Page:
Gus Van Sant has made an eclectic array of films over the past quarter-century, but throughout that time he's repeatedly explored the restlessness of youth.
This week, the director is out with his latest — which happens to be titled "Restless" — about a couple of teenagers (Henry Hopper and Mia Wasikowska) who are fascinated with death. It's not a career highlight for him — it's too twee and never achieves the emotional resonance it seeks — but it provides us with a good opportunity to pick five of his best films. A quick note: I would have loved to have found room for "Paranoid Park," but I only get to pick five. That's why the game is fun:
— "Good Will Hunting" (1997): Van Sant sometimes makes small, quiet films that challenge your attention span, and I admire him for such daring. But one of his most mainstream movies also happens to be one of his best. Nominated for nine Oscars (including best picture), it won two: for supporting-actor Robin Williams and for the original screenplay from co-stars Matt Damon and Ben Affleck. Its uplifting story arc may be formulaic but the strength and honesty of the performances give it surprising emotional heft — especially from Damon as a troubled math genius in the role that marked his arrival as a major, serious actor. And the sense of place Van Sant evokes of working-class Boston is inescapable.
— "Milk" (2008): On its surface, this could have been shamelessly mawkish. Instead, Van Sant presents the last eight years in the life of Harvey Milk, the slain San Francisco politician and gay rights activist, with a mix of vivid details and nuanced heart. He's also drawn from Sean Penn one of the most glorious performances ever in the actor's long and varied career, one that duly earned Penn his second best-actor Oscar. "Milk" also won an Academy Award for Dustin Lance Black's original screenplay. It hits all the important marks but never feels like a typical biopic, a superficial, greatest-hits collection. Jumping back and forth in time, "Milk" flows easily and comfortably; it makes us feel like we're witnessing the natural, propulsive drive of a life that mattered.
— "Drugstore Cowboy" (1989): An all-time classic drug movie, it realistically depicts the desperation that takes hold when you're hooked. It's also a great movie about criminals on the run, and how they create their own little universe while trying to avoid the real world. Matt Dillon alternates between cool charisma and manic superstition as the leader of a group of junkies (Kelly Lynch, James Le Gros, Heather Graham) who rob pharmacies to feed their habit in 1971 Portland. In their own screwed-up way, they're formed a community, and they look out for each other. Their lives are cheaply thrilling and deeply sad.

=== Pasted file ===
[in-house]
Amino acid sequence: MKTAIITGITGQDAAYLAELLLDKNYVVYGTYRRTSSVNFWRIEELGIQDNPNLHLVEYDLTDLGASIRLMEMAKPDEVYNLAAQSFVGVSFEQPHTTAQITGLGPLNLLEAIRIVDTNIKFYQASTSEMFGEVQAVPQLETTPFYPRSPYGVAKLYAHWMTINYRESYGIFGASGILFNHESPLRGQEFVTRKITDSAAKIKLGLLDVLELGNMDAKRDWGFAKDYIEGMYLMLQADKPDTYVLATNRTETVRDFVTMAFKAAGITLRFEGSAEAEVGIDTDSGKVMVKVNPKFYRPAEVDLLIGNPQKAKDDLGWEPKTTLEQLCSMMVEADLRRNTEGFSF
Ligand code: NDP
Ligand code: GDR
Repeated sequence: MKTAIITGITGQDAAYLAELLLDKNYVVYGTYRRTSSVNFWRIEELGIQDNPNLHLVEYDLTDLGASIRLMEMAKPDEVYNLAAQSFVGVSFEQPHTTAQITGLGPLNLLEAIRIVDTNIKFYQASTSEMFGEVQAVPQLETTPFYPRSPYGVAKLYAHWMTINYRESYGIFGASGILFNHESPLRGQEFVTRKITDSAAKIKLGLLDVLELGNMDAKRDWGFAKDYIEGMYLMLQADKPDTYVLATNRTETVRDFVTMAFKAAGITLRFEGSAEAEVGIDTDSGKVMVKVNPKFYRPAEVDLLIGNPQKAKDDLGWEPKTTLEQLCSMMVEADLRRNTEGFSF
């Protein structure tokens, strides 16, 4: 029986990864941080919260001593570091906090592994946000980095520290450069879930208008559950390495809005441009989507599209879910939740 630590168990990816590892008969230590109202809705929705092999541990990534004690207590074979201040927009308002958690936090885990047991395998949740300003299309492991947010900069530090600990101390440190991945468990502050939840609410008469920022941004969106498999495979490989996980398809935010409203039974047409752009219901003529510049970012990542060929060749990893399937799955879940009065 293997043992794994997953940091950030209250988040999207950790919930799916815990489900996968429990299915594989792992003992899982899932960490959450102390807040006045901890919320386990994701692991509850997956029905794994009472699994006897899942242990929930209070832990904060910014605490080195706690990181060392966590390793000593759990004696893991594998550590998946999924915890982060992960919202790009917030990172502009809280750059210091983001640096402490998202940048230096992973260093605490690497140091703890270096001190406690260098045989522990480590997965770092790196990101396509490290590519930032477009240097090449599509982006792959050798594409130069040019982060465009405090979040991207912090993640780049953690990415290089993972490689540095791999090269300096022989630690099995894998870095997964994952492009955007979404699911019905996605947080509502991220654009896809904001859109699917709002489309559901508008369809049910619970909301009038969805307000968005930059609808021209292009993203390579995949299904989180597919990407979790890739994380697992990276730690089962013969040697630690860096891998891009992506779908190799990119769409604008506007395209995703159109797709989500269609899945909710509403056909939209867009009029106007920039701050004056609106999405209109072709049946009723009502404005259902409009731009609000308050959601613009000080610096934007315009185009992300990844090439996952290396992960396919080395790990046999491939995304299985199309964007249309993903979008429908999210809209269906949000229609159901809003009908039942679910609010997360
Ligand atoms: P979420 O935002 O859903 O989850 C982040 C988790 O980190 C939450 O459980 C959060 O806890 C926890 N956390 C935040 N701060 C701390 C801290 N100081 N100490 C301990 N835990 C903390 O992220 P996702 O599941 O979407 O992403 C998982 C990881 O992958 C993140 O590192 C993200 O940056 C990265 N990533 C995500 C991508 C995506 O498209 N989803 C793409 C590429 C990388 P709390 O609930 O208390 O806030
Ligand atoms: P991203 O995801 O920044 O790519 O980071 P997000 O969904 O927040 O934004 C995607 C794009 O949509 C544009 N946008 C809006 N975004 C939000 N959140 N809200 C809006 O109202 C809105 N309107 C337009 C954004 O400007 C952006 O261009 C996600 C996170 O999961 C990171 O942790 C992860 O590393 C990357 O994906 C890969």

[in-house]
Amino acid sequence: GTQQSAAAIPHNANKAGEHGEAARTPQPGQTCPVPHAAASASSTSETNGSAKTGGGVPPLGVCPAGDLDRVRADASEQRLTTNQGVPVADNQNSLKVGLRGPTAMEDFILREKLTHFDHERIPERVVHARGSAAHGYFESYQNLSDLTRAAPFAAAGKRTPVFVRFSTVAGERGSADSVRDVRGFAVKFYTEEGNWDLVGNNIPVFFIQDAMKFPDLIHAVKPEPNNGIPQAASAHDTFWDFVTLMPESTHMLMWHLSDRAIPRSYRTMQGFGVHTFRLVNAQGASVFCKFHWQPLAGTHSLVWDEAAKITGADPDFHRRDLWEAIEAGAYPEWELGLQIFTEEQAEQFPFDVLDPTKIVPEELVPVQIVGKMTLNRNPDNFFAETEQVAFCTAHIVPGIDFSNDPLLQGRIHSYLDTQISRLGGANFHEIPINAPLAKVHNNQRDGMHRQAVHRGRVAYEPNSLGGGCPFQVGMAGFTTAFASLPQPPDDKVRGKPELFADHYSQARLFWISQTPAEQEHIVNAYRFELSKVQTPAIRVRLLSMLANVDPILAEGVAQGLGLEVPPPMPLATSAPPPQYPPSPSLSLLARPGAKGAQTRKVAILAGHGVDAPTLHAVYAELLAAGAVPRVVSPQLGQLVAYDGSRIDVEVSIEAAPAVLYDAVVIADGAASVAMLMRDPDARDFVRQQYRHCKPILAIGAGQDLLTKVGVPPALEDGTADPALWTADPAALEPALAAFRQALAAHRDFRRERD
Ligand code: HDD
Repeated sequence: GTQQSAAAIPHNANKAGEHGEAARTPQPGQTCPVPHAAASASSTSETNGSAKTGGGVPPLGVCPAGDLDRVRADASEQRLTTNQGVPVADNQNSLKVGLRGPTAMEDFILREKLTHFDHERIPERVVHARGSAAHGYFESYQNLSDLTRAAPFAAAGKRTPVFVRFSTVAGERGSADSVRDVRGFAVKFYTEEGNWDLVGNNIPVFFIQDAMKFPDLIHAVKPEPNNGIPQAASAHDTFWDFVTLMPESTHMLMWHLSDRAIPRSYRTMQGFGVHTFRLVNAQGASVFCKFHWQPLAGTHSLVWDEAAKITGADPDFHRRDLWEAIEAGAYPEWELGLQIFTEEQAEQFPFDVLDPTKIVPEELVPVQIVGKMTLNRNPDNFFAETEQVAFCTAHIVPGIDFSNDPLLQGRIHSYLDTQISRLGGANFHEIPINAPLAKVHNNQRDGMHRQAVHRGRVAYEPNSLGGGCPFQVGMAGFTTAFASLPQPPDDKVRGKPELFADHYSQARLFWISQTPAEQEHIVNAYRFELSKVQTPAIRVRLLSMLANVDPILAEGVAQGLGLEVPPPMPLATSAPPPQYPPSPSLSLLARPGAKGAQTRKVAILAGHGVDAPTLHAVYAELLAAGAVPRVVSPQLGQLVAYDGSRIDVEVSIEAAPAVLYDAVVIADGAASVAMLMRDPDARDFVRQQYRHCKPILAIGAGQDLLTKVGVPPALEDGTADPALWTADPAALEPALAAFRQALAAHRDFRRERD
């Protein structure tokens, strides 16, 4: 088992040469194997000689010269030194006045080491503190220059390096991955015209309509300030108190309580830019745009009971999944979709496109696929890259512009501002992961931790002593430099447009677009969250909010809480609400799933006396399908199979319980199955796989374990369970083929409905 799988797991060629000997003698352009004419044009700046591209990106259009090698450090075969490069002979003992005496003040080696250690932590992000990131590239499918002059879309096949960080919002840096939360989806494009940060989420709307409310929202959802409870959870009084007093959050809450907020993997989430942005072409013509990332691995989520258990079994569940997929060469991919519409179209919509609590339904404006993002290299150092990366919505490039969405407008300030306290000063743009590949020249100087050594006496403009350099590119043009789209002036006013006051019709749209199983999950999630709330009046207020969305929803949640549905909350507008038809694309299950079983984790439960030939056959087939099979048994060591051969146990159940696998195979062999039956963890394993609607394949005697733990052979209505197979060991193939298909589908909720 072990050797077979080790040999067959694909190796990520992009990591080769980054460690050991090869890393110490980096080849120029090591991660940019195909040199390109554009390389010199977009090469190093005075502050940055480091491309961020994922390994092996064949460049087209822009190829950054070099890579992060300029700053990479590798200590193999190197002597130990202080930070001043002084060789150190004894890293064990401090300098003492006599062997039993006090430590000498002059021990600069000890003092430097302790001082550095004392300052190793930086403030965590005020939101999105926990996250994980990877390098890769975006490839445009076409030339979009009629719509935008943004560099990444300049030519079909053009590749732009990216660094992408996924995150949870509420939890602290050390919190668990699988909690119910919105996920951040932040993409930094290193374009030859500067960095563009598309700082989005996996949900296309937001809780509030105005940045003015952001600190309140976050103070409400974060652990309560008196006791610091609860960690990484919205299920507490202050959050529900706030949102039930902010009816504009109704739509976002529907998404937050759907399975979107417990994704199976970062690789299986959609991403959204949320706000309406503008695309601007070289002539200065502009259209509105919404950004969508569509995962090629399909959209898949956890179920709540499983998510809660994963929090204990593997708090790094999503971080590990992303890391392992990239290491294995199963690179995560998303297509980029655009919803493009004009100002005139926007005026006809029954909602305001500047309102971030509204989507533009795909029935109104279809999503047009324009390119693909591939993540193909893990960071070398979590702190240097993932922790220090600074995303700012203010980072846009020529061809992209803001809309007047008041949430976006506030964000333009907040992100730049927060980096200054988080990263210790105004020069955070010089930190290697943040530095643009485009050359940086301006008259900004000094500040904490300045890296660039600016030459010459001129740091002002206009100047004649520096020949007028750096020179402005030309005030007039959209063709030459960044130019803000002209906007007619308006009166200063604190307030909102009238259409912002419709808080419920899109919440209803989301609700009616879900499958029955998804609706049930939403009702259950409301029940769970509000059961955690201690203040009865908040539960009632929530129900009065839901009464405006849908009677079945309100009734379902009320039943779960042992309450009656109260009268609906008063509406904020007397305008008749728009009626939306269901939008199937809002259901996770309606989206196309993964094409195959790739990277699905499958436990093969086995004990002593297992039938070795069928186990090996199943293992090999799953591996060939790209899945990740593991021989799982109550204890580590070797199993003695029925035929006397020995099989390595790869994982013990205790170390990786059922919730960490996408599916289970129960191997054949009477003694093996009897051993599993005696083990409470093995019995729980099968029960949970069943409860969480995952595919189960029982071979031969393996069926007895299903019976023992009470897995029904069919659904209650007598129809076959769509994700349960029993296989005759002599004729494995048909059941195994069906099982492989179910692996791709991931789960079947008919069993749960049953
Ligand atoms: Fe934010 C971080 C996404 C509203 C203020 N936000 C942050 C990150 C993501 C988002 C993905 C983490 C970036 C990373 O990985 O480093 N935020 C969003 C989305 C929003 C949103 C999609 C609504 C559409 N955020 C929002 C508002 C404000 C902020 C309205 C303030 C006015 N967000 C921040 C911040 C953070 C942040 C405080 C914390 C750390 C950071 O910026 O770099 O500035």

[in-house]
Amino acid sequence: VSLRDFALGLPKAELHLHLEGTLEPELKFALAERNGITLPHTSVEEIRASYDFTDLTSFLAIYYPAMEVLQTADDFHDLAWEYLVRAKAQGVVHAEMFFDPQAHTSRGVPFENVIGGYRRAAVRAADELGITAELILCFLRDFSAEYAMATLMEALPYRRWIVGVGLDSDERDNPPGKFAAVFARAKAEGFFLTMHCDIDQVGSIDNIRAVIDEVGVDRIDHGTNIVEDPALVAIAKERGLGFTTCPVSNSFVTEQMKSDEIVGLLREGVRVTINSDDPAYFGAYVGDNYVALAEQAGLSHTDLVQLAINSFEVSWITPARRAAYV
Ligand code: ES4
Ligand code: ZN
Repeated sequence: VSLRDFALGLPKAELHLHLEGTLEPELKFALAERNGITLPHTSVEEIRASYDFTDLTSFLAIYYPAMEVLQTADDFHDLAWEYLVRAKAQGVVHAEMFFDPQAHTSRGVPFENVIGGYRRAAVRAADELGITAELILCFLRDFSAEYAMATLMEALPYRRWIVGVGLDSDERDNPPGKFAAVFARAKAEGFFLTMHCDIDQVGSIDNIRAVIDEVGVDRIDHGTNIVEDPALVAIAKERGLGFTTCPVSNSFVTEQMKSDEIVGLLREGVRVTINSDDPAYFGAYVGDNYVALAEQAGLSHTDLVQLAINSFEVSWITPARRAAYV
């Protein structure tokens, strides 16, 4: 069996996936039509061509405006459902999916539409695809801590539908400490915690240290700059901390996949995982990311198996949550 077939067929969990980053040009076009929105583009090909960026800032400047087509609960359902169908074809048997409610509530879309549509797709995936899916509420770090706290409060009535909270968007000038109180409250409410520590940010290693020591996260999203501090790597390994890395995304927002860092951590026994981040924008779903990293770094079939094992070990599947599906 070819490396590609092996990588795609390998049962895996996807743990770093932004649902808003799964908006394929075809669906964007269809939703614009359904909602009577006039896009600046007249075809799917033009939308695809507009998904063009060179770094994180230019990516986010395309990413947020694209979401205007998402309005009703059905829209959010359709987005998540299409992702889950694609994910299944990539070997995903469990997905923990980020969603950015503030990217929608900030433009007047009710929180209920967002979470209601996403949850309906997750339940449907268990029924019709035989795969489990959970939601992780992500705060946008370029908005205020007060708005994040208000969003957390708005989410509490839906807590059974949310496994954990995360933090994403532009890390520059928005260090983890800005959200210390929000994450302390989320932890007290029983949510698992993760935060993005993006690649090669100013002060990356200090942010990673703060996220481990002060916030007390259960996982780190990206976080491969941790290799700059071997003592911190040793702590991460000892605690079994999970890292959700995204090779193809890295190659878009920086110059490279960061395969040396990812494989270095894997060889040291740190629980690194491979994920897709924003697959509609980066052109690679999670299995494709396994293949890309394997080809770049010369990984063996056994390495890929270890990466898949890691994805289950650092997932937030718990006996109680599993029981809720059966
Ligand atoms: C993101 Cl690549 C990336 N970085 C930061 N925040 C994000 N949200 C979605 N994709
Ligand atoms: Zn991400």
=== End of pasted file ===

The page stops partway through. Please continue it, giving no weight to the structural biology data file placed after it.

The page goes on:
— "To Die For" (1995): A pitch-black, razor-sharp satire about the desire for fame and the lengths to which people will go to acquire it. Nicole Kidman is both hilarious and frightening as a perky but driven small-town wife with dreams of becoming a big-name television personality. In an array of candy-colored get-ups and a perfect coif, she's a Barbie doll with ice water in her veins. But her dark side reveals itself as she plots to kill her husband (Dillon, again) with the help of some misfit teenagers (including Joaquin Phoenix and Casey Affleck). Working from a script from Buck Henry, himself a TV veteran, Van Sant never lets up on her, or on the characters who might have seemed innocent at the film's start.
— "My Own Private Idaho" (1991): It's impossible to look back on one of River Phoenix's films without feeling great sadness and wondering what might have been. Here, he plays a scruffy, narcoleptic hustler named Mike who's woefully adrift and in need of some human tenderness. It's a delicate performance in a dangerous world and watching it, you long to see him protected sand safe. His only real friend is Scott, played with cool confidence by Keanu Reeves. He hustles not because he needs to — the son of Portland's mayor, he has a large inheritance coming his way — but because it's rebellious. Together they navigate a landscape that's both absurd and dreamlike.
Think of any other examples? Share them with AP Movie Critic Christy Lemire through Twitter: http://twitter.com/christylemire.